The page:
Trees and Sacred Spaces

This is a follow-on from my recent post here on the Baobab Tree and Faith and it branches out
(ouch !!) to consider different species of trees and sacred spaces.

Many who viewed the recent royal wedding of William and Kate commented on how much they liked the maple trees lining the nave in Westminster Abbey.

The idea is not new-  horticulturalists across the world have built enormous cathedrals out of trees, using hazel, beech, fir and chestnut to form living arches.

The "Green Cathedral" above is located in Italy, on the slopes of the Arera mountain near the northern city of Bergamo. It was designed by Giuliano Mauri, a natural architect who died in May 2009. The structure was his last work, to signify the International Year of Biodiversity.
It stands 21 metres tall, with five aisles and 42 columns. It's 28.5 metres long and 24 metres wide, and has been built from 1800 firs, 600 chestnut branches and 6000 metres of hazel branch that's been weaved into the design. 42 beeches have been planted inside, which will grow over time to provide the roof to the structure, which remains open to the rain for the time being.
In New Hampshire, in the United States, the "Cathedral of the Pines" is an interfaith worship centre which was founded back in 1945 by Sibyl and Douglas Sloane as a memorial to those who lost their lives in World War II. It's open each year between May and October, and regularly hosts services from different religions, as well as lectures on sustainability and the environment. It was damaged in an ice storm in 2008, but is asking for donations to pay off the loans used to reconstruct the site.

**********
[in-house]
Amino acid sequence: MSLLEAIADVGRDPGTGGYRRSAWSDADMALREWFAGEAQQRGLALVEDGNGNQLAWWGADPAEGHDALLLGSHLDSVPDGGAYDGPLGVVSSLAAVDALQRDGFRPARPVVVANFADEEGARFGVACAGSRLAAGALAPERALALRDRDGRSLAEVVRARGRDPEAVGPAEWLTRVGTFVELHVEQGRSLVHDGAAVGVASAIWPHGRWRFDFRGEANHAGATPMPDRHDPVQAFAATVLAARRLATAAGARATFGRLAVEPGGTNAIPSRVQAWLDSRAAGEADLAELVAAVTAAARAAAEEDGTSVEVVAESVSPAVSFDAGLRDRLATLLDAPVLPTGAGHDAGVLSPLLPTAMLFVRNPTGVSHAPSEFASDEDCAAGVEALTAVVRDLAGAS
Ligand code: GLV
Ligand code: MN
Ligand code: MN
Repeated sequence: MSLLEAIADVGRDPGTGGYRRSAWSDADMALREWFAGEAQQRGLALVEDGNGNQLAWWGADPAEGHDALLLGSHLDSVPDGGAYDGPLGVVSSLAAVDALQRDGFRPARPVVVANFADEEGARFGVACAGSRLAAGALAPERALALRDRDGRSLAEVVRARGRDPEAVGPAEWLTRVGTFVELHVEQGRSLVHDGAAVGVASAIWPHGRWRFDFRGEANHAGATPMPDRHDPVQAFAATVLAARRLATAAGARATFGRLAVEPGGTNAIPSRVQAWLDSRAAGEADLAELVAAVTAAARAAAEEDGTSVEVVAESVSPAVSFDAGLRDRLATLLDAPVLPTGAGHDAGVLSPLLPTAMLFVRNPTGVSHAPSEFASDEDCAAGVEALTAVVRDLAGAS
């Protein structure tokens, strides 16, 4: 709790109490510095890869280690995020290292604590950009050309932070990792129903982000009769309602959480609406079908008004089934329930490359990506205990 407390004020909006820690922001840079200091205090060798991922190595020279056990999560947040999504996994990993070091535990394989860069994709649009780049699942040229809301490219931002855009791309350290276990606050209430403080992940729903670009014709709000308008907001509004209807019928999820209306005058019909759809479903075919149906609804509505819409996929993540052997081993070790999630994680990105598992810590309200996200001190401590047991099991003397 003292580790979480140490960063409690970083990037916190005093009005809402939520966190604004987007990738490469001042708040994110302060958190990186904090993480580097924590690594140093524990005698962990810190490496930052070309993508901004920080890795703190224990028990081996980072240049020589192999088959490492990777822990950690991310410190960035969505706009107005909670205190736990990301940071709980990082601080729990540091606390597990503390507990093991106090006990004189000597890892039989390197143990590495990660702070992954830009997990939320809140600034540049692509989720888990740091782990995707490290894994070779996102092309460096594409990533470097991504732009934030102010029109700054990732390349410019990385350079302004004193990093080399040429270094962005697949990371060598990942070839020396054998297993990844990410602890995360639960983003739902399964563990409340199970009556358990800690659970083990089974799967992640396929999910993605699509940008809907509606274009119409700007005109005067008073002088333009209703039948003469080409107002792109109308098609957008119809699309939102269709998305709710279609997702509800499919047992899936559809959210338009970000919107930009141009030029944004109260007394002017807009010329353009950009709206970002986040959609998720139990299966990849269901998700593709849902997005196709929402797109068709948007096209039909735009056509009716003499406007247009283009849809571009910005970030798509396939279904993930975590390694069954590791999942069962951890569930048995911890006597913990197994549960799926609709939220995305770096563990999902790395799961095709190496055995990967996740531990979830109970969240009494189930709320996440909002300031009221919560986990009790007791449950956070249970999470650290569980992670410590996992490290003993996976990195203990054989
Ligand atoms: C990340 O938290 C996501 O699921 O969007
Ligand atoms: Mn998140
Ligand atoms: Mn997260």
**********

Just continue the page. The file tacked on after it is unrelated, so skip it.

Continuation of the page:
Closer to home, Milton Keynes near London is the proud owner of the "Cathedral of Trees". 

Designed in 1986 by landscape architect Neil Higson, it's based on the design of Norwich Cathedral.

It is comprised of hornbeam and lime for the nave, evergreens to represent the central spires and flowering cherry and apple trees for the chapels.

 Finally, Whipsnade in Bedfordshire has its own "Whipsnade Tree Cathedral", which spans nine and a half acres and contains chapels meant for each of the four seasons. 
It was planted in 1932 by a soldier, Edmond Blyth, as an act of "faith, hope and reconciliation" following the First World War and an inspirational visit to Liverpool Cathedral. 

The site is now owned by the National Trust, and interdenominational services are held there in June.

Video below of trees and music set to lyrics of the famous poem "Trees" by Joyce Kilmer.  
One of my earliest childhood memories is of my mother trying to teach me this poem !

"The Bare Arms of Trees"

by John Tagliabue

Sometimes when I see the bare arms of trees in the evening
I think of men who have died without love,
Of desolation and space between branch and branch,
I think of immovable whiteness and lean coldness and fear

And the terrible longing between people stretched apart as these

And the cold space between.

I think of the vastness and courage between this step and that step
Of the yearning and fear of the meeting, of the terrible desire
held apart.

I think of the ocean of longing that moves between land and land
And between people, the space and ocean.

The bare arms of the trees are immovable, without the play of
leaves, without the sound of wind; 

I think of the unseen love and the unknown thoughts that exist
between tree and tree
As I pass these things in the evening, as I walk.

Enhanced by Zemanta

No comments: